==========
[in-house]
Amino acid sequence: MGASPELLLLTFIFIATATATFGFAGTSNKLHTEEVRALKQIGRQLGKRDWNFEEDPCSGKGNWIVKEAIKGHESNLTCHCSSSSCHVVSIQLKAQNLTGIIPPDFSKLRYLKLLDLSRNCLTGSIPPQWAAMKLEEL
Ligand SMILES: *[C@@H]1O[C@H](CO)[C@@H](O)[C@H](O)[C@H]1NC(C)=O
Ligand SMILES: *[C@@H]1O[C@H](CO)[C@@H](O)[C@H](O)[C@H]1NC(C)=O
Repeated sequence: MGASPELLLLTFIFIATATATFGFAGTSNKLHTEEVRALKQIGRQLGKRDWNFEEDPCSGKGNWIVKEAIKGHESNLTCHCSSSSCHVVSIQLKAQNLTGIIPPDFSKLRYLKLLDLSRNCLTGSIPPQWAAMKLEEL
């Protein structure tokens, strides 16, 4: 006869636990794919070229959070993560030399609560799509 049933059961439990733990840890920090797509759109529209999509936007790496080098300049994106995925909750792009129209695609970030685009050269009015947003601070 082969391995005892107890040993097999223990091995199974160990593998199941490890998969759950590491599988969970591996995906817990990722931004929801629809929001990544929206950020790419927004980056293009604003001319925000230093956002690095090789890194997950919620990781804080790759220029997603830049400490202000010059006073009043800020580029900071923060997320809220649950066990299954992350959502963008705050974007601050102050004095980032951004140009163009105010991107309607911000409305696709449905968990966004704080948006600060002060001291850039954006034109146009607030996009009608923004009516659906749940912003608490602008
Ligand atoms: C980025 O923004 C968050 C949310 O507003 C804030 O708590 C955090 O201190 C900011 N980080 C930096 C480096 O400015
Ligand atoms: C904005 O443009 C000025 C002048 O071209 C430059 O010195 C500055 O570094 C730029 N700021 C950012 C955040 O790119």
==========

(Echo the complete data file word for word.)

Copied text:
[in-house]
Amino acid sequence: MGASPELLLLTFIFIATATATFGFAGTSNKLHTEEVRALKQIGRQLGKRDWNFEEDPCSGKGNWIVKEAIKGHESNLTCHCSSSSCHVVSIQLKAQNLTGIIPPDFSKLRYLKLLDLSRNCLTGSIPPQWAAMKLEEL
Ligand SMILES: *[C@@H]1O[C@H](CO)[C@@H](O)[C@H](O)[C@H]1NC(C)=O
Ligand SMILES: *[C@@H]1O[C@H](CO)[C@@H](O)[C@H](O)[C@H]1NC(C)=O
Repeated sequence: MGASPELLLLTFIFIATATATFGFAGTSNKLHTEEVRALKQIGRQLGKRDWNFEEDPCSGKGNWIVKEAIKGHESNLTCHCSSSSCHVVSIQLKAQNLTGIIPPDFSKLRYLKLLDLSRNCLTGSIPPQWAAMKLEEL
């Protein structure tokens, strides 16, 4: 006869636990794919070229959070993560030399609560799509 049933059961439990733990840890920090797509759109529209999509936007790496080098300049994106995925909750792009129209695609970030685009050269009015947003601070 082969391995005892107890040993097999223990091995199974160990593998199941490890998969759950590491599988969970591996995906817990990722931004929801629809929001990544929206950020790419927004980056293009604003001319925000230093956002690095090789890194997950919620990781804080790759220029997603830049400490202000010059006073009043800020580029900071923060997320809220649950066990299954992350959502963008705050974007601050102050004095980032951004140009163009105010991107309607911000409305696709449905968990966004704080948006600060002060001291850039954006034109146009607030996009009608923004009516659906749940912003608490602008
Ligand atoms: C980025 O923004 C968050 C949310 O507003 C804030 O708590 C955090 O201190 C900011 N980080 C930096 C480096 O400015
Ligand atoms: C904005 O443009 C000025 C002048 O071209 C430059 O010195 C500055 O570094 C730029 N700021 C950012 C955040 O790119």